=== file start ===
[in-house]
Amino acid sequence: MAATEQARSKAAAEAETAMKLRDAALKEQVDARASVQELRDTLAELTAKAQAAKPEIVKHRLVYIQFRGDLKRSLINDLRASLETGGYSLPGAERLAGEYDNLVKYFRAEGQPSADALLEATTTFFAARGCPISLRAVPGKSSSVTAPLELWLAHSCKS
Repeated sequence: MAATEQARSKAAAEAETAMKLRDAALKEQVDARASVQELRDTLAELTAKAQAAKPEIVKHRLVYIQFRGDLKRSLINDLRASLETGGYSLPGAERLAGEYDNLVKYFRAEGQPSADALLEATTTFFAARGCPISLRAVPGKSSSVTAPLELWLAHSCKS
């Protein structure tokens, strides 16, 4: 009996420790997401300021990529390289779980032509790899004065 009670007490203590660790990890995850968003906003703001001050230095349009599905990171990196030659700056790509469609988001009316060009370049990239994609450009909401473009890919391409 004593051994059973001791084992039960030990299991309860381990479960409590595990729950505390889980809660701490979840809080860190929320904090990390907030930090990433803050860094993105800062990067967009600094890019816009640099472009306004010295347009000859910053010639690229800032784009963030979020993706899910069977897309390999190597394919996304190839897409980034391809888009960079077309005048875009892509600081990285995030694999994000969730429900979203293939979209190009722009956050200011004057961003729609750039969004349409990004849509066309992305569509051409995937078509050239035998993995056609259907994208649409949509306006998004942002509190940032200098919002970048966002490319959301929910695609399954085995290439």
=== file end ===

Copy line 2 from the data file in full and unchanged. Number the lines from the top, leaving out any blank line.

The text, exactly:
Amino acid sequence: MAATEQARSKAAAEAETAMKLRDAALKEQVDARASVQELRDTLAELTAKAQAAKPEIVKHRLVYIQFRGDLKRSLINDLRASLETGGYSLPGAERLAGEYDNLVKYFRAEGQPSADALLEATTTFFAARGCPISLRAVPGKSSSVTAPLELWLAHSCKS